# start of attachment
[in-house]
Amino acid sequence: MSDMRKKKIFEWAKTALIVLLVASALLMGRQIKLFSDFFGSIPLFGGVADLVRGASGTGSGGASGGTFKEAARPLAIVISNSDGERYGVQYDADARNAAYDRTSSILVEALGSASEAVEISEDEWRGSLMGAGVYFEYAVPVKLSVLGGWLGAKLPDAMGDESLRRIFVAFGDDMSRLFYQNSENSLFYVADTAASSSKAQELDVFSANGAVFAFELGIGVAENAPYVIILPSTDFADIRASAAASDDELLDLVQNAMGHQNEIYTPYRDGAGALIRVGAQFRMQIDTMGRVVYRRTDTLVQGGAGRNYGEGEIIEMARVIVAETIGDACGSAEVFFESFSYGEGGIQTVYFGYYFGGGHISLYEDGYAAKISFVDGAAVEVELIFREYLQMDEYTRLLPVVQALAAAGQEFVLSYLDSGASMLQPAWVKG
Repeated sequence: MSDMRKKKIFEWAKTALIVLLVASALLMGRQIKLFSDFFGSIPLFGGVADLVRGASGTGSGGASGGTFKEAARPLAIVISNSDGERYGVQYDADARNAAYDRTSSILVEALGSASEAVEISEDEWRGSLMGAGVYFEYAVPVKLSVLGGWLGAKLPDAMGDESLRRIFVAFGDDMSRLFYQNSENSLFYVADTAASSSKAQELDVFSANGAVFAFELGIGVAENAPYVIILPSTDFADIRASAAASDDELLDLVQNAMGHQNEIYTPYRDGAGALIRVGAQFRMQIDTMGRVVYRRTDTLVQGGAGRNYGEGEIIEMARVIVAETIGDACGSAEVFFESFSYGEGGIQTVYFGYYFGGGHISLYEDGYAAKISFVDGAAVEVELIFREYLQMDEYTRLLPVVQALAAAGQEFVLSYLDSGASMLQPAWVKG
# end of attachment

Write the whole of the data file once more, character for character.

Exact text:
[in-house]
Amino acid sequence: MSDMRKKKIFEWAKTALIVLLVASALLMGRQIKLFSDFFGSIPLFGGVADLVRGASGTGSGGASGGTFKEAARPLAIVISNSDGERYGVQYDADARNAAYDRTSSILVEALGSASEAVEISEDEWRGSLMGAGVYFEYAVPVKLSVLGGWLGAKLPDAMGDESLRRIFVAFGDDMSRLFYQNSENSLFYVADTAASSSKAQELDVFSANGAVFAFELGIGVAENAPYVIILPSTDFADIRASAAASDDELLDLVQNAMGHQNEIYTPYRDGAGALIRVGAQFRMQIDTMGRVVYRRTDTLVQGGAGRNYGEGEIIEMARVIVAETIGDACGSAEVFFESFSYGEGGIQTVYFGYYFGGGHISLYEDGYAAKISFVDGAAVEVELIFREYLQMDEYTRLLPVVQALAAAGQEFVLSYLDSGASMLQPAWVKG
Repeated sequence: MSDMRKKKIFEWAKTALIVLLVASALLMGRQIKLFSDFFGSIPLFGGVADLVRGASGTGSGGASGGTFKEAARPLAIVISNSDGERYGVQYDADARNAAYDRTSSILVEALGSASEAVEISEDEWRGSLMGAGVYFEYAVPVKLSVLGGWLGAKLPDAMGDESLRRIFVAFGDDMSRLFYQNSENSLFYVADTAASSSKAQELDVFSANGAVFAFELGIGVAENAPYVIILPSTDFADIRASAAASDDELLDLVQNAMGHQNEIYTPYRDGAGALIRVGAQFRMQIDTMGRVVYRRTDTLVQGGAGRNYGEGEIIEMARVIVAETIGDACGSAEVFFESFSYGEGGIQTVYFGYYFGGGHISLYEDGYAAKISFVDGAAVEVELIFREYLQMDEYTRLLPVVQALAAAGQEFVLSYLDSGASMLQPAWVKG